One great thing about being a film photographer is that you are given lots of dusty old film cameras. In the past I’ve received some weird and wonderful plastic things and occasionally the odd gem. I was really lucky to be handed an Olympus OM2, case and a couple of lenses – which I still use. A few months ago my neighbours gave me a bag of bits which included a Ziess Ikon folder in pretty much immaculate condition! And yesterday, a work colleague handed me a wash bag with a wonderful Praktica MTL50, Penticon lens, Super Takumar and a couple of flashes. Apart from a super ding to the filter thread on the Takumar everything seemed as good as new. Even the battery sprung to life after fiddling with the lightmeter switch! They insisted I could just have it or else it would have been given to charity or simply thrown away.
Its obvious by the Praktica’s looks and sheer clunkiness that it is an Eastern German camera from the early ’80′s. Although in the ’80′s most SLR’s were becoming more computerised and plastic ie the Canon A series, this little beauty is still very mechanical, mostly metal parts and easily manually operated. Unlike most SLR’s of the era, the battery only powers the lightmeter so it can happily carry on shooting if the battery dies. Although she is clunky, she is still a quality machine. The Praktica has all the charm of Eastern European cameras but seems to be built to a much better standard. The leatherette covering is study and comfortable, and the metal finish and mechanics are made to a very high standard.
The automatic exposure system works with both aperture and shutter priority but can only be adjusted while still looking through the lens. It has two arrows in the right of the viewfinder which when correctly exposed are lit with equal brightness. On the left is a little flag which tells you the camera is uncocked. The ground glass has various focusing systems to help you but each is not that great compared to the double image of a rangefinder.
In use the camera is reassuringly heavy and feels great in the hands. It is a very solid machine which gives the impression that it could withstand alot of rough treatment and keep on shooting.
The shutter and lightmeter are operated with your right middle finger while your index is used to support the top of camera and, with the thumb, adjust the shutter speed – in practice this is a very practical setup which I enjoyed a lot.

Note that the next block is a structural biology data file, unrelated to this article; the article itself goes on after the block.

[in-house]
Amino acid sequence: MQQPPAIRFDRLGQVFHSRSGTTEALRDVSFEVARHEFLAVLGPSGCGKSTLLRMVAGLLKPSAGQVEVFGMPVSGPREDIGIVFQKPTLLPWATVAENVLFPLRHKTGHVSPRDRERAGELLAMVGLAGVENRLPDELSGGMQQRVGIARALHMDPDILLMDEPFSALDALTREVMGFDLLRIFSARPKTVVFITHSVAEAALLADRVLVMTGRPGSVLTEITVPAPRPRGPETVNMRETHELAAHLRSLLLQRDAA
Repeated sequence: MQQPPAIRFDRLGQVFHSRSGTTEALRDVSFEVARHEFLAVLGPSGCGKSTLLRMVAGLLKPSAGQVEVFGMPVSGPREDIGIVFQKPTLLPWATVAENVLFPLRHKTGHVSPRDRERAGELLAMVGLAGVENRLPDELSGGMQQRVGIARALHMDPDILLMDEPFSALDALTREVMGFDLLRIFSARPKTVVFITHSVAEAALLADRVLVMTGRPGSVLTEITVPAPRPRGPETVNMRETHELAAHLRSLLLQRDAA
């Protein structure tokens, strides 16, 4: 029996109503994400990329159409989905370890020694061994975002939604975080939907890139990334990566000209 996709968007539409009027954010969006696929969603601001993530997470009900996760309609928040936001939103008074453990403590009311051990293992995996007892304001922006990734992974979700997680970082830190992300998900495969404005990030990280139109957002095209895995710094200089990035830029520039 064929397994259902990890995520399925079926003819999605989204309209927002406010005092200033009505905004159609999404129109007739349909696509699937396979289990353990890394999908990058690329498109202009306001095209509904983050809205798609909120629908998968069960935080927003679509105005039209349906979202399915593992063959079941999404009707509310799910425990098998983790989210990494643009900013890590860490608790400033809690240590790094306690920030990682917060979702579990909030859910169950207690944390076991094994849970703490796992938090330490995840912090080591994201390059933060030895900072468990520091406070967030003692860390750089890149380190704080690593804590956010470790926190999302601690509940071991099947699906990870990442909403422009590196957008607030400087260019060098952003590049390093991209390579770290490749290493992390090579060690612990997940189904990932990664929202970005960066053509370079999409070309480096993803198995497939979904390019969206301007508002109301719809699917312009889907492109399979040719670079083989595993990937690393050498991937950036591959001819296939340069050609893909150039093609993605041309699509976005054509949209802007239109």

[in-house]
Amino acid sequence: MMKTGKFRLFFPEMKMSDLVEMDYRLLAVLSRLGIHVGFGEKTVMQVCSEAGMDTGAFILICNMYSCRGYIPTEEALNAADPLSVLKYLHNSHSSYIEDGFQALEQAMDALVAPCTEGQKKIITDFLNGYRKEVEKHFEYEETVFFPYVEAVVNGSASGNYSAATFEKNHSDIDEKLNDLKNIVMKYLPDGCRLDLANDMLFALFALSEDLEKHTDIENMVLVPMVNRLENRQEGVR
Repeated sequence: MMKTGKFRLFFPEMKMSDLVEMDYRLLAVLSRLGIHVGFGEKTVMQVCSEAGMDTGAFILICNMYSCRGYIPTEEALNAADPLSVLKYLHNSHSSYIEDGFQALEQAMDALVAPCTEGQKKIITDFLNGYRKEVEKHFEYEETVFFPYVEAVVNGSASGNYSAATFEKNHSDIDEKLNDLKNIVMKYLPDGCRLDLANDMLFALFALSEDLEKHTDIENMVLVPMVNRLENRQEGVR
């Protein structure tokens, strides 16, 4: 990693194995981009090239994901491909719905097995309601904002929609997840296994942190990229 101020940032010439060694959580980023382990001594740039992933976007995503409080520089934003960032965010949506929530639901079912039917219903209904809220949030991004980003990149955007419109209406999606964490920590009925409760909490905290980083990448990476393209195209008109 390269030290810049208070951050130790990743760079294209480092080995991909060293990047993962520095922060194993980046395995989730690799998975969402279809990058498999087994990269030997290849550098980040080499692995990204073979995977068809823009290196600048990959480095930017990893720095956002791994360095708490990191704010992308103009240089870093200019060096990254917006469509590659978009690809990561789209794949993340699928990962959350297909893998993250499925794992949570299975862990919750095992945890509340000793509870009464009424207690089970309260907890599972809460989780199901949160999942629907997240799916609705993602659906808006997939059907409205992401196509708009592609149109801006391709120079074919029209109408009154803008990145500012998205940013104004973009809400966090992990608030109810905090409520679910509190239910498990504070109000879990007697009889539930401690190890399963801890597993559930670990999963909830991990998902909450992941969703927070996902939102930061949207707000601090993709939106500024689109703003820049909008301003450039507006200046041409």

Inside the camera is a fantastic metal curtain which is precise and the timings are spot on. It also allows a maximum flash sync of 1/125 which is a really refreshing change to most cameras 1/60th. With slow film, a small flash and an overcast day you could get some dramatic fill flash shots with this camera would be a great experiment later. Film loading is odd, the take up spool has two spring loaded bars – but in practice I still managed to successfully load the film first time.
The Praktica shares the same faults as every other SLR that puts me off using them. Firstly, all the settings are adjusted while looking through the lens. It seems you are twisting the lens forever to focus, you then fiddle with the exposure meter either by adjusting the aperture or shutter. Meanwhile you are holding the camera to your face and its so obvious to everyone around that you are preparing a photo. I much prefer Rangefinders as settings are done at waist level and just a tweak if needed with the focus at head level. As a result you can get much more relaxed photos of people. And finally, the shutter sounds like some kind of movie set clappers. If standing around fiddling with the camera at eye level has not brought attention to yourself, then the sound of your mirror slapping about certainly will!
The Super Takumar is a nice fast lens with a pleasing narrow DoF. You can close focus to well under 1/2 meter and be certain that what you see is what is in the photo. This is a big plus compared to rangefinders as, even with parallax compensation, you never really know if you have composed correctly close up.
I was surprised at the results from this camera and lens.
In conclusion the Praktica MTL50 / Super Takumar is a meaty, durable SLR workhorse that is fun to use and will guarantee well exposed and composed photos every time. If you like fully manual cameras and like the SLR style camera, then this camera comes highly recommended.
Photos were taken on ADOX chs 100 and developed in Rodinal 1:100 stand.